Call for Papers: Special Issue
Deadline: 1 January 2019
Communicating Artificial Intelligence (AI): Theory, Research, and Practice
In the more than 60 years since the founding of artificial intelligence (AI) as a formal academic discipline, rapid advances in technology have driven an enormous increase in interest in the field of study. AI subfields, including machine learning, neural networks, and the social implications of AI, have initiated new approaches to research and answering emergent questions. Of particular interest is the study of AI at its intersection with the study of communication.
Like AI, communication, too, overlaps with other fields like sociology, anthropology, economics, computer science, among others, while focusing on human communication in its various forms. Despite an increasing scholarly attention of artificial intelligence (AI), AI studies remain largely unexplored in society at large concerning social, political, cultural, and ethical aspects of machine intelligence, interactions among agents, and social artifacts. This special issue tackles the long-discussed research areas with special emphasis on conditions, components, and consequences of cognitive, attitudinal, affective, and behavioral dimensions toward communicating AI.
Specifically, this special issue examines the following issues but are not limited to:
- communicative practices between humans and digital interlocutors
- interpreting social adoption of AI as technology acceptance and/or diffusion of innovation
- integration of artificial entities into political, health, science, environmental, and risk communication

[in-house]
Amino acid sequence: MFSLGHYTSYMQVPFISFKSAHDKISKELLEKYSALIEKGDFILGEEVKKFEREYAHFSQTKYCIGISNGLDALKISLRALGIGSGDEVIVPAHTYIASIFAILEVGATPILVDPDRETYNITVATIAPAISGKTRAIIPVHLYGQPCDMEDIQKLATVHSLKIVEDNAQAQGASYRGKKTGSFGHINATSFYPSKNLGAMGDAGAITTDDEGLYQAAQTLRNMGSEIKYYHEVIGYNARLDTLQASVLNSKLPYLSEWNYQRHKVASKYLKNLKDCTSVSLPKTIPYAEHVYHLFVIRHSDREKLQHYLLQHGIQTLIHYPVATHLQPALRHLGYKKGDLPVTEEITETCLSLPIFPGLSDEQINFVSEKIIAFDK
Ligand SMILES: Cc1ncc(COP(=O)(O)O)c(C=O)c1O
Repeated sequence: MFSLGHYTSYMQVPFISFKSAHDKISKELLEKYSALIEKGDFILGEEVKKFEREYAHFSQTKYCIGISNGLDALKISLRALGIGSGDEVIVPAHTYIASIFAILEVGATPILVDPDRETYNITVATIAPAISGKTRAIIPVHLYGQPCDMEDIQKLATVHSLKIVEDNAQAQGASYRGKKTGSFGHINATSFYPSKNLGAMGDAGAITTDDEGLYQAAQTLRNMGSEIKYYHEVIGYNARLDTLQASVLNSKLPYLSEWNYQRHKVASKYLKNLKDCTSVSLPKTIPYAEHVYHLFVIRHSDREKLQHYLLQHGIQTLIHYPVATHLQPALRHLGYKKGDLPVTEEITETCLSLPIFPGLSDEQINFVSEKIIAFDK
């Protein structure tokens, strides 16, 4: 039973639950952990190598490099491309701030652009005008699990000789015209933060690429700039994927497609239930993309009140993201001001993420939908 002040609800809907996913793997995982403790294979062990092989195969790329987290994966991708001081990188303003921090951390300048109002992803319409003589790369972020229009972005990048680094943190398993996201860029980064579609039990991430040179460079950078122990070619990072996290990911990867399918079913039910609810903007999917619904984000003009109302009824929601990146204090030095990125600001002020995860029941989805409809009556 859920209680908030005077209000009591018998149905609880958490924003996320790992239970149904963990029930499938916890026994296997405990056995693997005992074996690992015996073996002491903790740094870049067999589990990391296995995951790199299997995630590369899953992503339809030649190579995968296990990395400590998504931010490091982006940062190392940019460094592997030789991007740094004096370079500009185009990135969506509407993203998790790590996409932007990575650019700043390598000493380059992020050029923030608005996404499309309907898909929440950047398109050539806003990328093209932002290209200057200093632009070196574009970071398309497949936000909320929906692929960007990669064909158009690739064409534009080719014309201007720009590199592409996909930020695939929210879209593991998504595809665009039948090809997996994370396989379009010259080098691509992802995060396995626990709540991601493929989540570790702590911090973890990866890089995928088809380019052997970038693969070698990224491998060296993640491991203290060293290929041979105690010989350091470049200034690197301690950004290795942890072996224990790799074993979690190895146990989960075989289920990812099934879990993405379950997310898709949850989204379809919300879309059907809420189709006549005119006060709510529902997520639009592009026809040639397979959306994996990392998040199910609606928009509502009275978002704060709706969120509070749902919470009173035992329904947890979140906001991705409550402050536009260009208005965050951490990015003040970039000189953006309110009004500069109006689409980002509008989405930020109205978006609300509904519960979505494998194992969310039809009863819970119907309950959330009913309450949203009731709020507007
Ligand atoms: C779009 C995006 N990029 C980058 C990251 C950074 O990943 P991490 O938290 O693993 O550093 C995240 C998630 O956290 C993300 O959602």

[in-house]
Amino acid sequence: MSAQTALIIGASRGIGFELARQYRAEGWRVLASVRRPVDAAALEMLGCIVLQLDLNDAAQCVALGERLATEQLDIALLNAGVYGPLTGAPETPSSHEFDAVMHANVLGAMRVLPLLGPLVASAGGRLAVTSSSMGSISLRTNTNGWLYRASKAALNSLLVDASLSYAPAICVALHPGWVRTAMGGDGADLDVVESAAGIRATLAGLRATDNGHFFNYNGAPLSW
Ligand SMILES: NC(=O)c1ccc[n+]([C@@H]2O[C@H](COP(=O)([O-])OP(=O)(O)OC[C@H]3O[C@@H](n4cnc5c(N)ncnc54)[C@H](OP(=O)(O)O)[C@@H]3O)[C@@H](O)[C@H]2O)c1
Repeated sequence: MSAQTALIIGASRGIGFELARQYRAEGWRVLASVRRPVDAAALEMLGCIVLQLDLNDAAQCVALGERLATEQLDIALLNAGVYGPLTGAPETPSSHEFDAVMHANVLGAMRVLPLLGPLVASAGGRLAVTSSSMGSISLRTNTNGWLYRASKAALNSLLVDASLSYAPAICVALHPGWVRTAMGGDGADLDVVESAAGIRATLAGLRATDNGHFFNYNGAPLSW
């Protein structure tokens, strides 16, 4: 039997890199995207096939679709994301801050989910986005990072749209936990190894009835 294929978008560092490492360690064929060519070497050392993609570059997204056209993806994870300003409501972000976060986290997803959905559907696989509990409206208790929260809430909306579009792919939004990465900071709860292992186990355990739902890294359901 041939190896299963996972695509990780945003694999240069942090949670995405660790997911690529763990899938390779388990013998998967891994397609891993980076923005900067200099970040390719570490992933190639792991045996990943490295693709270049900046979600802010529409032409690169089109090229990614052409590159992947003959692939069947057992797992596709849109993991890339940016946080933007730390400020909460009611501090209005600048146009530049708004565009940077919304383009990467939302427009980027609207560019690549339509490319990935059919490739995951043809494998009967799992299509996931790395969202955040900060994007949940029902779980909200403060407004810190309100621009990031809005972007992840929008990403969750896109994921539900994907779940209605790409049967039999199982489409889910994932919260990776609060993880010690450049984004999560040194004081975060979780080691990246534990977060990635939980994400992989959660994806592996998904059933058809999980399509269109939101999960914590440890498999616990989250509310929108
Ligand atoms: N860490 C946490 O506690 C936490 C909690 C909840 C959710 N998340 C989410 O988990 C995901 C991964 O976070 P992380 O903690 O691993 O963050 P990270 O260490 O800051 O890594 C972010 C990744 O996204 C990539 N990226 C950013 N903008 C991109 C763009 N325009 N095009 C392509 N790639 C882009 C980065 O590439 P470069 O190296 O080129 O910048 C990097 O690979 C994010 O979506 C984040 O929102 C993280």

- incorporation of AI into journalism, news, and civic and community life
- impact of machine learning-based algorithmic content recommendation in social media (e.g., filter bubble)
- social bots or fake accounts in social media empowered by AI and their influences on public opinion
- cultural discourse surrounding digital and robotic interlocutors
- critical perspectives of communicating AI in society and societization of AI
- reinterpretations and representations of humans as digital entities
- legal, ethical, and policy implications concerning AI, algorithmic content and/or systems
- communication about AI and the explanation of advances in the field
Both qualitative and quantitative methodologies are encouraged.
Before submitting a manuscript, potential contributors should send the guest editors a title, abstract, short synopsis of the contribution, as well as a short CV or Google scholar profile.
- Guest Editor: Seungahn Nah, University of Oregon (firstname.lastname@example.org)
- Guest Editor: Jang Hyun Kim, Sungkyunkwan University (email@example.com)
- Guest Editor: Jasmine McNealy, University of Florida (firstname.lastname@example.org)
- Guest Editor: Jungseock Joo, University of California- Los Angeles (email@example.com)
Abstract submission due by January 1, 2019
Decision for full manuscripts due by March 1, 2019
Full manuscript submission due by June 1, 2019
Decision for publication due by September 1, 2019
Final manuscript submission by December 1, 2019
Anticipated publication February 2020
The final paper should be in accordance with the Journal’s Guide for Authors.